The Single Source Regulations Office (SSRO) – a non-departmental public body overseeing non-competitive procurement – has updated changes to its pricing guidance, due to come into force from 1 April 2024.

Ultimately, this will expedite the pace at which the UK Ministry of Defence (MoD) acquires new and innovative systems from single source contractors in the commerical sector.

“Currently the regulations provide for qualifying contracts to be priced only by applying a specified price formula which has proved in some circumstances to be inflexible, as exemptions may only be granted with the direct approval of the Secretary of State and are time-consuming for all parties,” an MoD spokesperson explained.

With the new changes, “it will now be possible, in appropriate circumstances, to set aside the pricing formula, and use specified alternative methods to price a qualifying contract,” the MoD added.

“This will have the effect of enabling fairer and more appropriate pricing, so bringing more single source contracts under the protection of the regulations.”

In addition, the MoD points out that more flexibility and transparency will be achieved by broadening the ability for a contract to be split into different components or parts. Each part will be allocated its own profit rate and price (known as ‘componentisation’).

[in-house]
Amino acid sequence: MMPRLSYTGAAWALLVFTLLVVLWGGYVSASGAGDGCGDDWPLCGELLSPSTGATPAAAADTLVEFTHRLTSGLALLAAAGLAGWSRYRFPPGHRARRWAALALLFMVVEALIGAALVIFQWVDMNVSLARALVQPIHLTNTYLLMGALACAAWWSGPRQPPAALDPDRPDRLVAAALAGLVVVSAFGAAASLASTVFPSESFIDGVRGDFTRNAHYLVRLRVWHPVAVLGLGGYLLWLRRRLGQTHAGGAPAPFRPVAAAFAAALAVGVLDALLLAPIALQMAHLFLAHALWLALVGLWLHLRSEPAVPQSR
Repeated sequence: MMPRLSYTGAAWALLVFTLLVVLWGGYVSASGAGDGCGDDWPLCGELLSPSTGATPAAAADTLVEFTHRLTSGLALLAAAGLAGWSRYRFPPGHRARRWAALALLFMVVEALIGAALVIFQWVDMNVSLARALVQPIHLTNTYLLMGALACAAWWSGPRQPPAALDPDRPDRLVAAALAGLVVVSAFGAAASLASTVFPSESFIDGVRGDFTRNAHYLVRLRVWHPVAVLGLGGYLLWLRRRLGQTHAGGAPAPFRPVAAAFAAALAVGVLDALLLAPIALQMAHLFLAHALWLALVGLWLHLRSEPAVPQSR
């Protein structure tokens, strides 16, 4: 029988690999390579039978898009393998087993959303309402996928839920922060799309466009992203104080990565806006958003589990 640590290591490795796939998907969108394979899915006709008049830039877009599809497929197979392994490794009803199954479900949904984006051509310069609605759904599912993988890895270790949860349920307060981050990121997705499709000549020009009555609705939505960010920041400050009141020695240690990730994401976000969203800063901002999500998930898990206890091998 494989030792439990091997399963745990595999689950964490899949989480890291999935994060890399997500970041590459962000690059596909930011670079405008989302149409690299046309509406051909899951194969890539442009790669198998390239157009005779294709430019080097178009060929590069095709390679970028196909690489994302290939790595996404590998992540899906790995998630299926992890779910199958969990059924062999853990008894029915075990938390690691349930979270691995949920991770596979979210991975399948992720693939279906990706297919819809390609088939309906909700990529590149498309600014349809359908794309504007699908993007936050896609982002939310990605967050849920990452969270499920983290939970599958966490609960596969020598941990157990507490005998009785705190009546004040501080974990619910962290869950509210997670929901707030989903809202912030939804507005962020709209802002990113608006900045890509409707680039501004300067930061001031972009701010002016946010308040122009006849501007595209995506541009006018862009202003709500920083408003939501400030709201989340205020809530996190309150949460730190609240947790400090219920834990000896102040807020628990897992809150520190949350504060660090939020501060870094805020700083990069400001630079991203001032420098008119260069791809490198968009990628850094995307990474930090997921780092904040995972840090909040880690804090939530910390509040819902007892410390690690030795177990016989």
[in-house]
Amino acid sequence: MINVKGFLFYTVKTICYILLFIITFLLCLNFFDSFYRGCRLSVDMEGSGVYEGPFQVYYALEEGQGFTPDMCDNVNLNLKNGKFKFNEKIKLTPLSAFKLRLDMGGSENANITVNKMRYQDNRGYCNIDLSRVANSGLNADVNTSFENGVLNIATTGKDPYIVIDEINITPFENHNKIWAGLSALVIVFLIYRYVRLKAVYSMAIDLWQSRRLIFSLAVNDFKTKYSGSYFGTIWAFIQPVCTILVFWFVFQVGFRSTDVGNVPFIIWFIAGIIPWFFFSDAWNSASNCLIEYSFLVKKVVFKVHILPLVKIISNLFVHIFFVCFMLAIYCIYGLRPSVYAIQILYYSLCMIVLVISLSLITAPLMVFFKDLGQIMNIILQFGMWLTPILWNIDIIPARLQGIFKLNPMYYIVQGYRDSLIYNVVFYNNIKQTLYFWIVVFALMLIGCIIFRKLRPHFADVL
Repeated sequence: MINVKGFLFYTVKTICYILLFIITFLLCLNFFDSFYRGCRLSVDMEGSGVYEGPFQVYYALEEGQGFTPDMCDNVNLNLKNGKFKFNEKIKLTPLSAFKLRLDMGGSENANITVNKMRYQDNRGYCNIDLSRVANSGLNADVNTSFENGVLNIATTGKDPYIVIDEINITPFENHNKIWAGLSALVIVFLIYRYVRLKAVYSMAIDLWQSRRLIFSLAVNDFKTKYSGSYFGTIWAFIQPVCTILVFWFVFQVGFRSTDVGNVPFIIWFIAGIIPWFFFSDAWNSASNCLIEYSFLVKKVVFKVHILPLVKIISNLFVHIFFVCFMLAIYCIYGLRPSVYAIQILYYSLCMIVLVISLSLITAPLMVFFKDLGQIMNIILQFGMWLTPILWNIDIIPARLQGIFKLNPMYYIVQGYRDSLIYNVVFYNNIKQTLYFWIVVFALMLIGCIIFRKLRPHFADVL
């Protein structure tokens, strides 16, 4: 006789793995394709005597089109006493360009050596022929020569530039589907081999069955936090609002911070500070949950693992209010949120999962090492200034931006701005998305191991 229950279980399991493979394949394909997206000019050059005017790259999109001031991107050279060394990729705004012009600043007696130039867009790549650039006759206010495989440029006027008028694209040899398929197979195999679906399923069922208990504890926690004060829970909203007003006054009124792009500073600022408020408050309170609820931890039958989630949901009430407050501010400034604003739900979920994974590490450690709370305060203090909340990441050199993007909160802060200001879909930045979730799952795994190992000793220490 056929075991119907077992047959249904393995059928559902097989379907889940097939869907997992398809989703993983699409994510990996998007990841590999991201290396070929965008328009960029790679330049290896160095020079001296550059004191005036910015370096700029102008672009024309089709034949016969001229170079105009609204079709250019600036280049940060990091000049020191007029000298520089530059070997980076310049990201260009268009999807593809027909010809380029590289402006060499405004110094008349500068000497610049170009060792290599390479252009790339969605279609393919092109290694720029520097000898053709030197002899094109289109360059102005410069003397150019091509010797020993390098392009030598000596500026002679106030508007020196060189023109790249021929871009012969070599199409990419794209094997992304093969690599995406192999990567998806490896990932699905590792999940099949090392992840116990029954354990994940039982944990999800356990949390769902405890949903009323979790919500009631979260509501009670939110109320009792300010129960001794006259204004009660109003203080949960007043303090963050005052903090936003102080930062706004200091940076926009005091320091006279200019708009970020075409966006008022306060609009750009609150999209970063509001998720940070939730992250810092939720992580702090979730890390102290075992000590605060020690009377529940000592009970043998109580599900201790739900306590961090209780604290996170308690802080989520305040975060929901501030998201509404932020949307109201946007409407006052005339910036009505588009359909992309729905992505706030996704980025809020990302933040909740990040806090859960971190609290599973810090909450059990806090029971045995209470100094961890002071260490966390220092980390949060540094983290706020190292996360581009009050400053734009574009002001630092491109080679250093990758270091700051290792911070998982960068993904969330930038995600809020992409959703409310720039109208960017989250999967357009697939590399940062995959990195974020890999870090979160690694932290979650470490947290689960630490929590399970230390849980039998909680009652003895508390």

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This will allow contract prices to better reflect risk-sharing between the MoD and defence contractors: a common complaint raised by lesser known, emerging suppliers offering unique capability solutions.

The British military and their suppliers too often find themselves debating how far either side must risk spending on demonstrating a prospective concept before the MoD takes the plunge in securing a contract.

UK procurement reform

Since the Defence Command Paper was published in July last year, the MoD began its campaign to deliver military capabilities much faster than it has done in previous years. The document asserted:

‘….we must buy simpler platforms more quickly and design into them the capacity to upgrade at speed…’ and ‘[we] must force ourselves to accept solutions that are good enough…’

At the time of the policy was released, the British security think tank, the Royal United Services Institute, suggested that further detail and clearer plans will be required to measure progress towards achieving these goals. One such detail of its new, fast-moving delivery process will involve institutional changes such as scrapping the price formula.